"We all have dark moments in our history," said the organizer, Dr. Amitai Etzioni. The conference will bring together religious and secular scholars to probe such questions as how repentance works and how reparation can be made for the crimes of the past.

"What the Southern Baptists are doing," Dr. Etzioni said, "it's a wonderful precedent for our society."

Collective repentance for a shared history remains complex, painful.

"Can the present generation repent for the misdeeds of a previous one?" wonders Harvey Cox, of the Harvard University Divinity School.

Fifty years after the atomic bombing of Hiroshima, he noted, "Polls have shown that about one-half of Americans believe the bomb should not have been used the way it was."

Yet the recent controversy over whether to include accounts of the human toll of the bombing in a Smithsonian exhibition is clear evidence, he said, "that there is no widespread national feeling of remorse."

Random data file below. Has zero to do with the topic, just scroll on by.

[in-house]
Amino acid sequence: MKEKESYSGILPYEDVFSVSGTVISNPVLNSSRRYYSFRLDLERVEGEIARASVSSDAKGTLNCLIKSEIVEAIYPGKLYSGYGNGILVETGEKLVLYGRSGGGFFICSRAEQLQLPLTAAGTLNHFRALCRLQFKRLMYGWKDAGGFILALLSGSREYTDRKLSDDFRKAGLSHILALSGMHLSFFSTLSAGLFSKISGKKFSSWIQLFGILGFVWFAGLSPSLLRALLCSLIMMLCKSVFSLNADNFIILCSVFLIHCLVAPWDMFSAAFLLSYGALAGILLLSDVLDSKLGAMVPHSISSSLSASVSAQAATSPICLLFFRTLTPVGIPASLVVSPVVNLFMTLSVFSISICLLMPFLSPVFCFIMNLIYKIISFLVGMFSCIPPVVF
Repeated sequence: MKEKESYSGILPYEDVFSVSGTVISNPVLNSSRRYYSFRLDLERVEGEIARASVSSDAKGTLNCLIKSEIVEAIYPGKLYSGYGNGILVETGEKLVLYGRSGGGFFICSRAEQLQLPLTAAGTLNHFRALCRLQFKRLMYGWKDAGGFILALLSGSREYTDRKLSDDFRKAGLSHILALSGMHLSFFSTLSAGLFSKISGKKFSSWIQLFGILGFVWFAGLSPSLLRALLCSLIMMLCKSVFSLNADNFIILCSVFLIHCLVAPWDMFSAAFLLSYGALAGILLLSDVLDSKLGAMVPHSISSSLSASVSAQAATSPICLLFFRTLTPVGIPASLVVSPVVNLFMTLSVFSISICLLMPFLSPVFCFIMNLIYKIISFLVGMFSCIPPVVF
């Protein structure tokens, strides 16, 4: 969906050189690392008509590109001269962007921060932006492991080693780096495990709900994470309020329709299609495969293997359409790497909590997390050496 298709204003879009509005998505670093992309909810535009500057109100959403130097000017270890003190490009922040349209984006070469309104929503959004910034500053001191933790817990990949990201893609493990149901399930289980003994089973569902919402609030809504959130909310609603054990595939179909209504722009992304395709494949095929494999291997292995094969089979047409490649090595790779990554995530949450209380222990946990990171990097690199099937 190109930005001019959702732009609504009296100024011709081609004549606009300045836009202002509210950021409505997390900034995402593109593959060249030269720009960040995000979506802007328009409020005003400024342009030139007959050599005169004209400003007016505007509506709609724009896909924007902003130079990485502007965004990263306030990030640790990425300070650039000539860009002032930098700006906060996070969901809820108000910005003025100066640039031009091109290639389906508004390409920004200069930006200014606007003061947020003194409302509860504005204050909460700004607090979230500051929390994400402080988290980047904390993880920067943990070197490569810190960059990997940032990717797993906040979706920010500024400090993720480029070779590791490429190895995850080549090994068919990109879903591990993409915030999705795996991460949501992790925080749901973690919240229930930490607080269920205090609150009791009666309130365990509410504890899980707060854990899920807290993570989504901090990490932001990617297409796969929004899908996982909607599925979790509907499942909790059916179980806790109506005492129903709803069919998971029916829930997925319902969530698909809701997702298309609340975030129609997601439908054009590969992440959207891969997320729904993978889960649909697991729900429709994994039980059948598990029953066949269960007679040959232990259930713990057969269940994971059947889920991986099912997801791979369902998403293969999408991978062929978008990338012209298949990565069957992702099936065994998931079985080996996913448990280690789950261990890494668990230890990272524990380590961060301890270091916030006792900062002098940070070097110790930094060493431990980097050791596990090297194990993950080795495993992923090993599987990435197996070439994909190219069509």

Meanwhile, across the globe, the Japanese, in attempting to acknowledge war crimes of the past, have come up with a tepid stand-in word for true repentance.

"Hansei," said Norma Field, a professor of East Asian language and culture at the University of Chicago. "It's neither fish nor fowl. It's a tainted word, used by many disreputable politicians."

In Japan too, the people are divided over their legacy of guilt. "Some Japanese will say, 'I didn't do anything to the Koreans," Dr. Field said. "Others will go out of their way to explore how to take responsibility."

She said she sees the same contradictions in the United States, where affirmative action programs -- which she calls "the very sorry little token apology" for slavery and racism -- are under attack.

To be genuine, theologians remind us, repentance must involve true remorse, a dedication to repair the damage and a promise to live in a new way.

The Southern Baptist gathering next week marks the group's 150th anniversary -- and marks the moment in 1845 when the southern Baptists declared support of slavery and split from northern Baptists.